Our last day of sightseeing dawned clear and bright and relatively warm. Warsaw seemed like the ‘big city’ after all the small-town like capitals of the Baltic states. Since Jane had developed a full blown cold by this point, we spent much of the day sitting in snug cafes and restaurants. In between, we wandered through the Old and New Towns (the New Town is like Edinburgh’s New Town – old, just not as old as the Old Town).
We made a special detour to check out one of the few remaining parts of the Jewish ghettos from WWII (much of these were demolished in Soviet times, along with most of Warsaw). After getting lost in warrens of depressing post-war Soviet apartment blocks, we were in no doubt that we were in the right place when we finally happened upon a back courtyard of the tenements dating from the early 1900s.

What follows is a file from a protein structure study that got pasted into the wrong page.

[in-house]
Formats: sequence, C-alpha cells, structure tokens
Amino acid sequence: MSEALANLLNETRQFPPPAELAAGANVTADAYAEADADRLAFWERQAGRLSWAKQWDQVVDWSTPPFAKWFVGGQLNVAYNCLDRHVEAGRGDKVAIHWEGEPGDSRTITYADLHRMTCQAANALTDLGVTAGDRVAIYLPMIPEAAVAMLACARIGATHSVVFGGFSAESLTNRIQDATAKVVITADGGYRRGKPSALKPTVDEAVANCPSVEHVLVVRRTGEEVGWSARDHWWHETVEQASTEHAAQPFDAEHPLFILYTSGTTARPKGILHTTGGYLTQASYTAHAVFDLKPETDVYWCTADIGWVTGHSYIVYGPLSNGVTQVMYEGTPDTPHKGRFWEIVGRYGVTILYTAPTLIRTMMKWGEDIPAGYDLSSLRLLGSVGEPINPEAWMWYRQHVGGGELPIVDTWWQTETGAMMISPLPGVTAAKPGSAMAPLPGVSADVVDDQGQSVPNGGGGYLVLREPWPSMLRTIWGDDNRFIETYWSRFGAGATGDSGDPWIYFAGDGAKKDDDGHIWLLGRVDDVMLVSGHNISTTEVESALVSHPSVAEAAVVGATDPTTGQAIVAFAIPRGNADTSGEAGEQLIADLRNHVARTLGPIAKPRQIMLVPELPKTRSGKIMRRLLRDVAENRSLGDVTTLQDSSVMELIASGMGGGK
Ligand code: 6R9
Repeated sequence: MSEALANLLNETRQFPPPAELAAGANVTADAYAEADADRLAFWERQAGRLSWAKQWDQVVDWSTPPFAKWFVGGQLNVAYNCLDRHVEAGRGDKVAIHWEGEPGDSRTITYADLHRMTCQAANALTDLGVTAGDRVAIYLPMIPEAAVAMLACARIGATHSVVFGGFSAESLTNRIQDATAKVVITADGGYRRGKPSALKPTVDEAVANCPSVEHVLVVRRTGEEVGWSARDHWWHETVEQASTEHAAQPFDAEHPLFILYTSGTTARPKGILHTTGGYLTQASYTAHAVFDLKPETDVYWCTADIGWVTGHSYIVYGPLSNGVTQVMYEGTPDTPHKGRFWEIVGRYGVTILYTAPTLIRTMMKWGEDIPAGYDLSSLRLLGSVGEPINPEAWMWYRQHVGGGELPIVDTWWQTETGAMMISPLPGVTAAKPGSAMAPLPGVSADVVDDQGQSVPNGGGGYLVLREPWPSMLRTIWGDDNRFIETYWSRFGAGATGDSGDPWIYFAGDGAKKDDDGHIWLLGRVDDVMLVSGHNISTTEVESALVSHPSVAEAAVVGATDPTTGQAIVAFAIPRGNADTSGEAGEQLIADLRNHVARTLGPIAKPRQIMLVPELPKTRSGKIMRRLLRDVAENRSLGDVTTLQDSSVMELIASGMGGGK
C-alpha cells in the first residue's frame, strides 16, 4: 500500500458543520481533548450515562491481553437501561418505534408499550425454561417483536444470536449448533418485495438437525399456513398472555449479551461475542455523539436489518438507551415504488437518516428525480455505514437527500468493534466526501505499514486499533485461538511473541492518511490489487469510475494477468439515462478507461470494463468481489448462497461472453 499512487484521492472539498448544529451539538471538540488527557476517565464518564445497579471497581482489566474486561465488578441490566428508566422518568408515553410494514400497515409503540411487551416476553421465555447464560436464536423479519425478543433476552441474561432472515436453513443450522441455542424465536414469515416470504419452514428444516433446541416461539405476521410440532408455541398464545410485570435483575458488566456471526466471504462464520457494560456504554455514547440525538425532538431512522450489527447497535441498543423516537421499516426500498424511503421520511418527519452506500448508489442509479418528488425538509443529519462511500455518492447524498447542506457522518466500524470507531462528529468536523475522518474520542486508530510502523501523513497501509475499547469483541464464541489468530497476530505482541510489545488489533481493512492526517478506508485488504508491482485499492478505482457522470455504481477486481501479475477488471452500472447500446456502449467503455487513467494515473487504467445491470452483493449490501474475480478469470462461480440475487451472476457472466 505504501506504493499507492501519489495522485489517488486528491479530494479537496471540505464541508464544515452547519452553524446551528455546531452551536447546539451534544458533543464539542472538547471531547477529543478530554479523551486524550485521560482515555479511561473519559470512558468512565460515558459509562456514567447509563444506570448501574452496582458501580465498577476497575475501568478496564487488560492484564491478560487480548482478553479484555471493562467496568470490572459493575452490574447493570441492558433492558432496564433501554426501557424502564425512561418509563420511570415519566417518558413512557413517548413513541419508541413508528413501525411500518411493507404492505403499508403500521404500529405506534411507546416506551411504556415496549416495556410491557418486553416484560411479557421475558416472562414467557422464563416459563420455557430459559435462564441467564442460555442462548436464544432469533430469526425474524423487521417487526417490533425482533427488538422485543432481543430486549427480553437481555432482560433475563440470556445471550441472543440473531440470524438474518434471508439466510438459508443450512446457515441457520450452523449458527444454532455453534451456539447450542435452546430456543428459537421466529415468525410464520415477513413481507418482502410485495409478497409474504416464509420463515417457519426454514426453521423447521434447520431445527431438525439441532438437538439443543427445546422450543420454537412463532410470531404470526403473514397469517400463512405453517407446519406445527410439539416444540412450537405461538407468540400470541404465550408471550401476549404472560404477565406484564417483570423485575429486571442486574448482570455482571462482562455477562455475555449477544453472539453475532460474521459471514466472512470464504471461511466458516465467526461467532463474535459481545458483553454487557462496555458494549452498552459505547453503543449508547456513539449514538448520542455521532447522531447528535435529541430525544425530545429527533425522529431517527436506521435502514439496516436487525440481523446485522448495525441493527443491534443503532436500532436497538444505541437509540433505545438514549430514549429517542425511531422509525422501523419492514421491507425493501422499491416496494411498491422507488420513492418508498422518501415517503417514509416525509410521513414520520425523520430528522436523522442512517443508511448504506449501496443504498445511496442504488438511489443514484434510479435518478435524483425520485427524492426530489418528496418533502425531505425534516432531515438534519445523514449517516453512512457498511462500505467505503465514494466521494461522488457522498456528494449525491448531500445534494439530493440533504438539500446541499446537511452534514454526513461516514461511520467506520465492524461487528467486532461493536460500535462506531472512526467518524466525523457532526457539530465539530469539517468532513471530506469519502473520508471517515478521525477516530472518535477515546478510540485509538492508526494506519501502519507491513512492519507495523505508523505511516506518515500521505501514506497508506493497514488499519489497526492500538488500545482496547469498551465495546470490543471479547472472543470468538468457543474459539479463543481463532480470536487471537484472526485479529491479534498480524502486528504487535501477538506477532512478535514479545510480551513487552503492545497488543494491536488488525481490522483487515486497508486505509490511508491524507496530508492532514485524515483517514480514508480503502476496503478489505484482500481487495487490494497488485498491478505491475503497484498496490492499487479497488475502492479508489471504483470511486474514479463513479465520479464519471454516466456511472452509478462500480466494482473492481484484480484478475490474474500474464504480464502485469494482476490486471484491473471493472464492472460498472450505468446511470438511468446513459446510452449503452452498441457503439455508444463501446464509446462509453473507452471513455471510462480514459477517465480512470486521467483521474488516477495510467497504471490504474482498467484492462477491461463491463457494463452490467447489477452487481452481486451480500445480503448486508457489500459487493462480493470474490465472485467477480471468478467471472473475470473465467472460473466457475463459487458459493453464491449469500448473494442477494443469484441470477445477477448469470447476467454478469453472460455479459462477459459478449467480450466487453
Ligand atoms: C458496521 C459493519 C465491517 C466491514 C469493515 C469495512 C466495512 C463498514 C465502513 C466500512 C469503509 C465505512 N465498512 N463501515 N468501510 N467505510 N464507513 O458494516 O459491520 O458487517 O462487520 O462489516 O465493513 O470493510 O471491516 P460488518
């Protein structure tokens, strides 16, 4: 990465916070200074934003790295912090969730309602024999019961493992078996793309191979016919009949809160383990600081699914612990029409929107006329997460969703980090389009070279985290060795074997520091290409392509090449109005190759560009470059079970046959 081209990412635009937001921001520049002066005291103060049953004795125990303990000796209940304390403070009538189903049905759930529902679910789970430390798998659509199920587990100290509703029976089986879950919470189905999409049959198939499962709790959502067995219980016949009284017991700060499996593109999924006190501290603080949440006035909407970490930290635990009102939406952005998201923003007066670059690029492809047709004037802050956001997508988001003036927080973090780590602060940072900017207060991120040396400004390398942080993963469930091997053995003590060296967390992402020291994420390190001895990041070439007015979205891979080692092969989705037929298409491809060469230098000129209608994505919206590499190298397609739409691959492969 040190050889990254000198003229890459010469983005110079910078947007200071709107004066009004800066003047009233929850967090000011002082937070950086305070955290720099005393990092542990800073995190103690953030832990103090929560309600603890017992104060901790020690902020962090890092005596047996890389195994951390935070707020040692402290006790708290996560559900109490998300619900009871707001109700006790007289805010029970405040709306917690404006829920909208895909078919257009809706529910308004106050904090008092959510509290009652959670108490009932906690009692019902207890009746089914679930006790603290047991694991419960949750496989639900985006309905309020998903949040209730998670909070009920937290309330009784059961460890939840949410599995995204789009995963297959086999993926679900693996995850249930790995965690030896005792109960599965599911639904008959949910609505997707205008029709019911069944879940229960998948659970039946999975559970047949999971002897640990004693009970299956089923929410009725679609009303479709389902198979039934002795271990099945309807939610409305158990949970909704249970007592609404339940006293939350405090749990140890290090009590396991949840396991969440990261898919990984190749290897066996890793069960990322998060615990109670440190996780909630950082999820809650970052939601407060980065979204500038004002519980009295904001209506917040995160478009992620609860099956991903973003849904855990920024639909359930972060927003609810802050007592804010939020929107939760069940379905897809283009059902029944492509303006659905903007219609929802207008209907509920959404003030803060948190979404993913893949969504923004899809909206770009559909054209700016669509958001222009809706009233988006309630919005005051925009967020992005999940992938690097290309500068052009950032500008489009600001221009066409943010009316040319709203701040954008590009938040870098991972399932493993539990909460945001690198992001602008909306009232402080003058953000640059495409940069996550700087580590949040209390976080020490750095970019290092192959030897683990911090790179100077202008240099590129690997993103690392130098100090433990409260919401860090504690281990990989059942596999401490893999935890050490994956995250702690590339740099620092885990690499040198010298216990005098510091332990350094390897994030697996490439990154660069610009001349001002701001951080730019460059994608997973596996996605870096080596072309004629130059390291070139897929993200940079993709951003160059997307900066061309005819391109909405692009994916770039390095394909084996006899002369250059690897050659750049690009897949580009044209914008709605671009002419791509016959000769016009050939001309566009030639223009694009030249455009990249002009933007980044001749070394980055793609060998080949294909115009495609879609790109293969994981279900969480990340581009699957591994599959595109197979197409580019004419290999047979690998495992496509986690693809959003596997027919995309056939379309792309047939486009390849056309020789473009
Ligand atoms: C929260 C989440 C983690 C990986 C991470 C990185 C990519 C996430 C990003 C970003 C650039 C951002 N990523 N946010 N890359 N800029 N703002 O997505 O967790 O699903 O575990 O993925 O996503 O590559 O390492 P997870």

They have been left almost untouched, and unoccupied, as a memorial of sorts, and the atmosphere was thick with what had taken place there. There was a dank smell, and a palpable feeling of silence, stillness and loss. Life went on all around though, and people were living in the newer flats right next door. We wondered how it must be to live with such a place on your doorstep. It was a moving end to our trip, and a reminder of how different all of the places we’d travelled through since Helsinki were only a few years ago, and certainly within our lifetimes.